The trap is that CDO 1.21 and .NET can "appear" to work and you can get pretty far in your dev cycle before you run into problems. Many times we see this come up in soon after a solution is released to production, in late cycle performance testing, or in a pilot program. Opening a critical case with Microsoft when you have end users complaining of crashes or project managers short on budget is not a good time to find out that your solution is unsupportable.

Take a look at Patrick's article on what "unsupported" means. He uses MAPI and .NET as an example in this article for reason #4 that something could be deemed unsupported by Microsoft…

"It has known problems…We KNOW this is a problem, so we don't support it."

Fine, I won't use .NET and MAPI or CDO 1.21 in the same process but I still need to write this application – now what?

The simple answer is you either need to not use .NET or not use MAPI or CDO 1.21. So how do you make that decision?

First let's look at your business requirements to determine where we need to compromise. As I mentioned above a lot of time the decision to write an application in .NET is made long before in depth design has been done and even more frequently the interaction with Exchange is a minimal part of the overall solution. If you are locked into .NET then you can look into alternative APIs that are supported in managed code.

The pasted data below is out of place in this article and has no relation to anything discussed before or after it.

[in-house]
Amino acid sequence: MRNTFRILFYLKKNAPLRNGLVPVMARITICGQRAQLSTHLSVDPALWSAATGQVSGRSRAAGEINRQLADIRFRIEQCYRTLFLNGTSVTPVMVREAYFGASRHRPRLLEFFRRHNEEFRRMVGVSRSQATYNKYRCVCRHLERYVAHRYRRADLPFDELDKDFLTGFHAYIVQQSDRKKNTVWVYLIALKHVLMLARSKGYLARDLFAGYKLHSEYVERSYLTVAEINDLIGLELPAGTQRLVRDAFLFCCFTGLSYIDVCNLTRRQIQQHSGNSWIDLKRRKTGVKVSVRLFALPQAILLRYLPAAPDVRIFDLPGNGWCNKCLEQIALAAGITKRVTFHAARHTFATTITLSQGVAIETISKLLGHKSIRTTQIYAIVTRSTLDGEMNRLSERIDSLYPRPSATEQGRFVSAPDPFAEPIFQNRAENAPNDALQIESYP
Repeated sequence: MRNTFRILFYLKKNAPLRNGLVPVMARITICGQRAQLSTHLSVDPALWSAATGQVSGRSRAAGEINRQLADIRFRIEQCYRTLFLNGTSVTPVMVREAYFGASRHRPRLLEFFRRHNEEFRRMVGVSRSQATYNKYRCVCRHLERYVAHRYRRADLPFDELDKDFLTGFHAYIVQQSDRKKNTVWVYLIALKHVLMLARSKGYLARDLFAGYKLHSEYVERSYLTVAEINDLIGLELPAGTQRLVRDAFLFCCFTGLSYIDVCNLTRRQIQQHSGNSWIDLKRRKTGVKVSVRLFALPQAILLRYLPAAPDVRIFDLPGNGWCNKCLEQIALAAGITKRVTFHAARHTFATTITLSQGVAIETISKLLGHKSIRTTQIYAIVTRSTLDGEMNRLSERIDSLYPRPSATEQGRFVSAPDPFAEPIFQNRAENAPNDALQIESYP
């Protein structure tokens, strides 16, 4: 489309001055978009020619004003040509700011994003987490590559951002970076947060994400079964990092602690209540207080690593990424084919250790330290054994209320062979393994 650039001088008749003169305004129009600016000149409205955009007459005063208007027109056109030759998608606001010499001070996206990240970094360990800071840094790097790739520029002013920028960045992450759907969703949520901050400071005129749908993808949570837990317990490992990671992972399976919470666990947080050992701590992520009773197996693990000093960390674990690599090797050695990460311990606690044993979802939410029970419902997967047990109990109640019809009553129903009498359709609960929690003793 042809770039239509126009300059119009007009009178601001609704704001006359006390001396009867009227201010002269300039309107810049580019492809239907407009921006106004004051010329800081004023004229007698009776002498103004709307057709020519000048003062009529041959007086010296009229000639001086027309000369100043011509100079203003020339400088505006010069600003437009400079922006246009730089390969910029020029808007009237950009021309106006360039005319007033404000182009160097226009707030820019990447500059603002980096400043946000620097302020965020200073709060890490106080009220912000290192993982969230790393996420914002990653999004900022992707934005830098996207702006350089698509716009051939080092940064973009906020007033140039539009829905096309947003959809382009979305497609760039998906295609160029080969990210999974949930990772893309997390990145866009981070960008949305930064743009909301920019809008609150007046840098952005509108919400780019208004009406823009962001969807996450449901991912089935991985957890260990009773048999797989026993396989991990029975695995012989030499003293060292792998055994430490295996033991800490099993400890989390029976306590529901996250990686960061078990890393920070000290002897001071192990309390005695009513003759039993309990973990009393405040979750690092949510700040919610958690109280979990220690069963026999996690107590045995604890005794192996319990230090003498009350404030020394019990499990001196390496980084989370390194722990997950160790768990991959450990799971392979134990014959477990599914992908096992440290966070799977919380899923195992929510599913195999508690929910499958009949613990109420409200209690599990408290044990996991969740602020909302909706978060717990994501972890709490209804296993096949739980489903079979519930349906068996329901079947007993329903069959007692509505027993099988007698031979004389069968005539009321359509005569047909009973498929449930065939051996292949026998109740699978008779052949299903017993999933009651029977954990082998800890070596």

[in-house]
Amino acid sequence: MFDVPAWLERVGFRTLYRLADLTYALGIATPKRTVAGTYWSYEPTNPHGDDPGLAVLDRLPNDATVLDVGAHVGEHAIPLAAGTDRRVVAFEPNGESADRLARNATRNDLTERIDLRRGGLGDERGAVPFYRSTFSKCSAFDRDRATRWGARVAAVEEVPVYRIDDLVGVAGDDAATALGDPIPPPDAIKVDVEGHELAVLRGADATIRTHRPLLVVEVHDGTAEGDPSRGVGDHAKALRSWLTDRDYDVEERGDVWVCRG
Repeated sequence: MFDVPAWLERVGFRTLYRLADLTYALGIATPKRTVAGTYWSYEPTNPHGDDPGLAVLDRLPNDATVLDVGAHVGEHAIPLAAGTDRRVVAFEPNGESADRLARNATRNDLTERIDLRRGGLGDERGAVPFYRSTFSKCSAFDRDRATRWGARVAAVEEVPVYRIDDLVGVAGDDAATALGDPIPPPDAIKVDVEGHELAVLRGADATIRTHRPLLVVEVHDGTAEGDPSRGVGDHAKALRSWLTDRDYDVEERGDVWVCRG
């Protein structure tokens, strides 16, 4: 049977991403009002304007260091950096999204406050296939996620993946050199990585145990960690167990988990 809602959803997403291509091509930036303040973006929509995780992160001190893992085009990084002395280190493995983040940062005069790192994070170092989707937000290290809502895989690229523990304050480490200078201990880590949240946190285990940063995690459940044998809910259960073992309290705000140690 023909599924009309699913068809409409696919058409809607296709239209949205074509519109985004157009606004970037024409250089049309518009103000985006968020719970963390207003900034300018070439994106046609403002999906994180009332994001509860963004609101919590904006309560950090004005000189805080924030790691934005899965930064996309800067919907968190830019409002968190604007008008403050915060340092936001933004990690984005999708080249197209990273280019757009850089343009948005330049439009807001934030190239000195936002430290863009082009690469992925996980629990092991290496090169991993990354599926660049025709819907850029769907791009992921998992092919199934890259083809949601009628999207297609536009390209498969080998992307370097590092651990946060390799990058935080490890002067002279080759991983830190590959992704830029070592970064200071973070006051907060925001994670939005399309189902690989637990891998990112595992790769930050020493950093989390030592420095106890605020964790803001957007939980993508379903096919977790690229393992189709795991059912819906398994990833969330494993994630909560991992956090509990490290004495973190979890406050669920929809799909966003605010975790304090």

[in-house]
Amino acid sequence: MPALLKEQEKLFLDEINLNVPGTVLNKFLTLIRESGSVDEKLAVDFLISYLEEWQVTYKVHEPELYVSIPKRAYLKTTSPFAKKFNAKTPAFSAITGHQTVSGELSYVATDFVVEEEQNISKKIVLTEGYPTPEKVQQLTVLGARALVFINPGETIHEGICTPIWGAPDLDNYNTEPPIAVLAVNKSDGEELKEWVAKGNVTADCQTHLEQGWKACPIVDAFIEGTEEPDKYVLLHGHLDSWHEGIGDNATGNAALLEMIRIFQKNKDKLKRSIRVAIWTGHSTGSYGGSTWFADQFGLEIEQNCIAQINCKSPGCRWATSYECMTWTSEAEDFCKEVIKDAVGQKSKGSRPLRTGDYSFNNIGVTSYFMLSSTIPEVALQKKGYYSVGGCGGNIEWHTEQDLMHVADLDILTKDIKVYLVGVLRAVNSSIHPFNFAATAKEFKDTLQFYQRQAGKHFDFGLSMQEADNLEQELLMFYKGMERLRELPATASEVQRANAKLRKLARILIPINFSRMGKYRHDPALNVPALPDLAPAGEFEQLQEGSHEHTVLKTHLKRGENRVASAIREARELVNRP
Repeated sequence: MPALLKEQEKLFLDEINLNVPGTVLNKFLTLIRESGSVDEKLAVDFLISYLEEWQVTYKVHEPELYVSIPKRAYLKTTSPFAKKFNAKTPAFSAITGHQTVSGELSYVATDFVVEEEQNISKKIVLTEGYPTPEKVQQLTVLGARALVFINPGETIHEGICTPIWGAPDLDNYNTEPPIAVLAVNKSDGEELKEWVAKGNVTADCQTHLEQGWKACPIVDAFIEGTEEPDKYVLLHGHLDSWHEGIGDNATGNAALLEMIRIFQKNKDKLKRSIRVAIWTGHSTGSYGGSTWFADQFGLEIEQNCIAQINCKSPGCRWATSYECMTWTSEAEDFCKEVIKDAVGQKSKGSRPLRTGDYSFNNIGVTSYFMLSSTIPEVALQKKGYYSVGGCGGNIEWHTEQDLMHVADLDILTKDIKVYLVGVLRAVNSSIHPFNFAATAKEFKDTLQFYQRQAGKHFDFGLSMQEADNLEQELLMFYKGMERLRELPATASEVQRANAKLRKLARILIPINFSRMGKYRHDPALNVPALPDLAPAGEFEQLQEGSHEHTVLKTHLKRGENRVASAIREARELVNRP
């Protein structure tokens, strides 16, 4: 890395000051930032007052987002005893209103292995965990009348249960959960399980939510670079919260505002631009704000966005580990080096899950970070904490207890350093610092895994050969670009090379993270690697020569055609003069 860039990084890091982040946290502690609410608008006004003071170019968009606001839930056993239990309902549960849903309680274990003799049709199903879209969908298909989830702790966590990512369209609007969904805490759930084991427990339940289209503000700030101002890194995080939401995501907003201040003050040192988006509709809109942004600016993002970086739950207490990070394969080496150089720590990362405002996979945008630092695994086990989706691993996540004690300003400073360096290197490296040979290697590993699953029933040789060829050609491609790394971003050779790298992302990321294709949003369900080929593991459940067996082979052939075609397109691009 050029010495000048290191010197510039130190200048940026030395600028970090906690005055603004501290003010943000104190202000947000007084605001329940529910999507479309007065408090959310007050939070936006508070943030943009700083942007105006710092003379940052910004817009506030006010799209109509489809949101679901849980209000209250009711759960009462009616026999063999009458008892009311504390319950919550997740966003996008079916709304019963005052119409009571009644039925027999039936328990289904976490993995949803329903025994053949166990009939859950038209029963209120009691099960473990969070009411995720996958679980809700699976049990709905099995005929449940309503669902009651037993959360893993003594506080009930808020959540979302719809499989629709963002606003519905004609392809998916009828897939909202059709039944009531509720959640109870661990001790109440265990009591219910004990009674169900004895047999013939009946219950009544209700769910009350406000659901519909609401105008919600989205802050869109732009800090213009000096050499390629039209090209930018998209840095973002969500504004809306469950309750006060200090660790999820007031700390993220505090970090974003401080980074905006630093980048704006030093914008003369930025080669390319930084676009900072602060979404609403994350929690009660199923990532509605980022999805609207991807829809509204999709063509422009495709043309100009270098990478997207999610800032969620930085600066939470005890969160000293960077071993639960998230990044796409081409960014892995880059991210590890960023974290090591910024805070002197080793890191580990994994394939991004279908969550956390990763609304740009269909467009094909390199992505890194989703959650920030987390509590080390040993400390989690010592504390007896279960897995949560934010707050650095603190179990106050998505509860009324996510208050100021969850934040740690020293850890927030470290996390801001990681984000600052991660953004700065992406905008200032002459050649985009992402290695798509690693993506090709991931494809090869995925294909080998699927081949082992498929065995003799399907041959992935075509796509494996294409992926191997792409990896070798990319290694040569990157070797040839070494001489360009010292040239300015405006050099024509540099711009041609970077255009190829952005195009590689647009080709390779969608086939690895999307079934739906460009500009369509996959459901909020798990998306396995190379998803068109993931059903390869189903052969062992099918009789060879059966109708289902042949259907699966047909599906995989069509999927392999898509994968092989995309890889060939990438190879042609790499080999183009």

In the pre-Exchange 2007 world, the only supported APIs for managed code from Outlook and Exchange are Outlook Object Model, WebDAV, and CDOEX. Each of these has their limitations:

Outlook Object Model simply automates the Outlook.EXE process and is not supported to run from a service application (Windows Services and ASP.NET applications should not use OOM)

WebDAV is a protocol not an object model and has a steep learning curve (it also has limits on its support for calendaring)

CDOEX is built on top of ExOLEDB which is only intended to be used (and is only supported) on the Exchange server itself – not remotely.

The second thing to consider is why you needed to use MAPI or CDO 1.21 in the first place. MAPI provides a very raw view of the message store without much business logic so you might want to use that to work with item properties or hidden items not available to the other APIs. CDO 1.21 provides a hefty amount of business logic for working with appointments and meetings. Without any noticeable problems upfront when you try to use CDO 1.21 from .NET code, it might seem worth the risk given the options above. If you really feel that CDO 1.21 or MAPI is your best option based on the business requirements of what your application must do then by all means use CDO 1.21 – just plan to use it *out of process* from your .NET code.

  • Thanks for the reply, I will look forward to the time that our organization upgrades to Exchange 2007.